Legendary motorsport engineer Ross Brawn left Ferrari at the end of 2007 to join up with the Honda F1 team. What he found was that the team was suffering from what Nick Fry would later describe as "almost open warfare", with chassis, aerodynamic, development and engine departments each blaming the others for the poor performance that season. Part of the problem was that the team didn't actually know why they were poor when they were, not could they explain why their performance was good on the few occasions that it was.
The owners in Japan believed that there was a "silver bullet" that Ross Brawn could bring to the team and just apply to provide a step change in performance, but that's not the case. In Ross's own words: "Formula 1 is a pretty challenging and complex business, and it's as much about culture, philosophy and approach as it is about some unique idea or solution."
What Ross Brawn was able to do was bring a frame of reference from his days at Ferrari. There was certainly a belief at Honda in Japan that the engine was competitive, but when Ross saw the numbers, it was clear to him that it wasn't. At least then there was a recognition of what needed to be done the process could start.
Ross Brawn then began the process of unifying the different departments around the goal of producing not a collection of components, but a complete car around a specific philosophy. That single goal created a one-team culture.
Because the 2008 car had already been conceived and designed during 2007, there was no chance to redesign it. Followers of the sport will know all too well how, with a long lead time, Ross decided that the team should spend most of that year developing the 2009 car, to the detriment of the 2008 one. That decision allowed them to exploit loopholes in the regulations and develop the car incrementally to such a degree that, at the first pre-season test, the new car - now named Brawn after Honda pulled out of the sport - was a second a lap quicker than everyone else.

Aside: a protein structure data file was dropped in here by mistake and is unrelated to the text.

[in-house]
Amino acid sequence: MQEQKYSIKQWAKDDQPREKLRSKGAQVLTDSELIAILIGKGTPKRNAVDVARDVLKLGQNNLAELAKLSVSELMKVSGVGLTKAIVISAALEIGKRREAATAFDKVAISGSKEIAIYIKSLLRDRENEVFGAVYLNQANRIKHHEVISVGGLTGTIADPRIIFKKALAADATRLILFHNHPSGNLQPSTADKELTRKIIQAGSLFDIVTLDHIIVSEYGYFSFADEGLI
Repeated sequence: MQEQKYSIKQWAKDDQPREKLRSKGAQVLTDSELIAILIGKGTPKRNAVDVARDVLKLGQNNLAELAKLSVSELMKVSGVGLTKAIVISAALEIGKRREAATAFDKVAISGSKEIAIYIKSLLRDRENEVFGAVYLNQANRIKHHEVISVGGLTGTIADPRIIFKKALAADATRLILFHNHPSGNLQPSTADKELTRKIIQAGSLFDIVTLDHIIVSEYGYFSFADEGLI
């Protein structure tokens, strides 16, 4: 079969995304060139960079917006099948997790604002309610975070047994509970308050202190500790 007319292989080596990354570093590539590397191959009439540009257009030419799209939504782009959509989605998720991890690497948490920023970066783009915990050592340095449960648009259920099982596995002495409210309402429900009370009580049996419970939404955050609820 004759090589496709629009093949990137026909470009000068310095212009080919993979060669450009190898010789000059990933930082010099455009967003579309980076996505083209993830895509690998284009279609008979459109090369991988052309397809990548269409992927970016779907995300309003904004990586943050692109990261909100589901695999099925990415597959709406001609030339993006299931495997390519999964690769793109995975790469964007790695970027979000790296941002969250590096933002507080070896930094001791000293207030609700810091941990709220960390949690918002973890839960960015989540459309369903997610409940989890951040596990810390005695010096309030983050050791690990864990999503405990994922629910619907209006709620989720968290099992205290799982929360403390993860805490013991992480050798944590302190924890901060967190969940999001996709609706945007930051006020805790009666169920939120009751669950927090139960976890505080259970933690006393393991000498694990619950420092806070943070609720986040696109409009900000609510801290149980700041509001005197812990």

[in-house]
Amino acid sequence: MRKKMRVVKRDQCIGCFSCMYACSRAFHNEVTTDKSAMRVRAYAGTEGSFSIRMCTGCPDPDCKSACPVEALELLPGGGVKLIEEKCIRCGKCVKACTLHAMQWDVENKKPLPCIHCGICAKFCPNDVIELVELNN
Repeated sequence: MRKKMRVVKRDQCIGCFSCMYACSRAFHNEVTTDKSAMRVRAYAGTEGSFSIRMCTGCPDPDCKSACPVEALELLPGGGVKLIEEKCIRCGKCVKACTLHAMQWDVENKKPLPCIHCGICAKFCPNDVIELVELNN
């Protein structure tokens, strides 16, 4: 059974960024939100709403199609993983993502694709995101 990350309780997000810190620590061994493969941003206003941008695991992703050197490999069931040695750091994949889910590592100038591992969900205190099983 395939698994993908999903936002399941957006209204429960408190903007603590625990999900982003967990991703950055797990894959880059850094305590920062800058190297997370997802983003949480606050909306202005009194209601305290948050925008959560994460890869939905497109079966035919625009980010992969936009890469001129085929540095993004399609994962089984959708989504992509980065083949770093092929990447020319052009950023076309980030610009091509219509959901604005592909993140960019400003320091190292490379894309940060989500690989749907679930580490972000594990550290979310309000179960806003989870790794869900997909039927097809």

And that car took Jenson Button to the 2009 F1 world championship. The team was later sold and became the current Mercedes team who have now won two world championships on the trot with Lewis Hamilton. From small seeds....
Don't be like the Honda bosses; don't believe that there is a silver bullet called Agile that will solve all your problems. Building a winning team takes time, leadership, a vision, a philosophy and a proven approach, all of which need to come together to achieve success.